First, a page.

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At the close of the 19th century, and for several decades into the 20th, canoes and guideboats represented some of the finest examples of American craftsmanship in wood. These "ladies of the lakes" are to this day unsurpassed in both quality of construction and openwater handling. Vintage Canoeworks is proud to bring you a wide array of watercraft meticulously restored with great respect given to original materials and historical accuracy. These master pieces are completely functional, insuring many years of paddling pleasure.

Our website features photos and details of all our meticulously restored canoes and guideboats. You'll also find information regarding upcoming projects, and details on our restoration process. For more information you can contact us by clicking here.



2015 Update

* We expect to spend the remainder of this year helping our clients build their collections and complete the majority of the contract restorations now in the queue. As a consequence, we won’t have any of our own units finished and available for sale. Here are some of the more interesting crafts now in the shop:

- H. Dwight Grants’ no. 6 guide-boat from 1893
- c.1910 William McCaffery guide-boat
- c.1900 Keuka Lake duck boat
- c.1895 J.H. Rushton rowing skiff
- 1923 Old Town sailing canoe with retractable centerboard
- c. 1917 B.N. Morris Sailing canoe

That said, if you have a project that involves relatively minor repair or a cosmetic upgrade please give us a call. Smaller jobs can always be worked into the schedule.

* Late last year we acquired a c.1903 B.N. Morris. This Model A, Type 1 is in fantastic original condition and a real beauty - mahogany decks, seats and thwarts with closed gunwales. As noted above, it is probably a project for next year unless someone has to have it, in which case we should talk.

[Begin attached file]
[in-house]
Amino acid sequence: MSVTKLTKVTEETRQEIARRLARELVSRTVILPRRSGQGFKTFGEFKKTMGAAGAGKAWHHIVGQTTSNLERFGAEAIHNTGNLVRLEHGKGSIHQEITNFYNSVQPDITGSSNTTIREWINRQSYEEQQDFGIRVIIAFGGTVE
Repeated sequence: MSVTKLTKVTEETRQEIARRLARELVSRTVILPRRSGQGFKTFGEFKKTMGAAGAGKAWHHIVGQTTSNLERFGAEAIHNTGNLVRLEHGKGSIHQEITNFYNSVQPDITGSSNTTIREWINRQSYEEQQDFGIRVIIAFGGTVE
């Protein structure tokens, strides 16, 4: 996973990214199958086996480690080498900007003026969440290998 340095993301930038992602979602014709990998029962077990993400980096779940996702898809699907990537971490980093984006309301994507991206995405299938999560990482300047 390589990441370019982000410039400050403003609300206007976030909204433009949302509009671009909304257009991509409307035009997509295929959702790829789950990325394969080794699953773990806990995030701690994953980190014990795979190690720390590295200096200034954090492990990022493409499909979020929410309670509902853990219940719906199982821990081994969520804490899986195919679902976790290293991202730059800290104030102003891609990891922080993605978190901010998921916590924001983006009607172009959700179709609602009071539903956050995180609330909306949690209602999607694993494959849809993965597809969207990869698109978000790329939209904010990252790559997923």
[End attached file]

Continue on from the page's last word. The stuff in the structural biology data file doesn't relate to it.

* We still have some white cedar on hand and can make it available for sale. During the last hunt we reviewed about 1,400 boards and cants ultimately purchasing 21 of them. This clear lumber, when re-sawn, will yield near perfect quarter sawn faces ranging from 3-7" wide in lengths of 8-10'. If you are involved in a restoration or new build that demands historically accurate materials please get in touch.



All of the canoes and boats that we've restored and listed previously on the website can be found here.

For photos of many (but by no means all) of the craft that never made it to the site, please click here to view The Rogues Gallery. We'd like to think it's some interesting stuff.

2014 Show Results
* On September 19, 2014 at the 39th A.C.B.S. International Boat Show our c.1900 Mortimer Threehouse canoe was voted Best Canoe/Sailing Craft. There was plenty of competition so we're quite honored by the recognition given that juried craft came from all over the planet.

Threehouse was a rather eccentric maker with a shop on the Genesee River in Rochester, NY. His known output was 16 canoes of which 7 or 8 survive. Having delved into the depths of its construction, we say without reservation that his was by far and away the finest craftsmanship of any we've seen to date. He named them all and ours was the 'Wapoose'. During our research we reviewed the 'Owana' and used elements of that as a guide since it was very similar in design. The Wapoose now resides in a private collection. Some photos we took during the boat show can be found here.

Awards
• All of our awards we've received over the years are now listed on one page and you'll find it here.

Materials We Use
• Over time there have been lots of inquires concerning the products we use during our restorations. So, we’ve decided to start a new page detailing our experiences with what we’ve found to be the best out there.

Lately we've been experimenting with some new products so the page has been updated. Please check back periodically as this will be regularly updated.

Customer Testimonials
• From time to time we receive nice letters from our customers (some are years after they take delivery). The very nice ones we've shown here.

Press
• The article is now a bit old but its ‘coolness’ hasn’t diminished with age (at least as far as we’re concerned). So check out the New York Times feature on us. Click here for a link to the article. (or download a PDF version- 40K)



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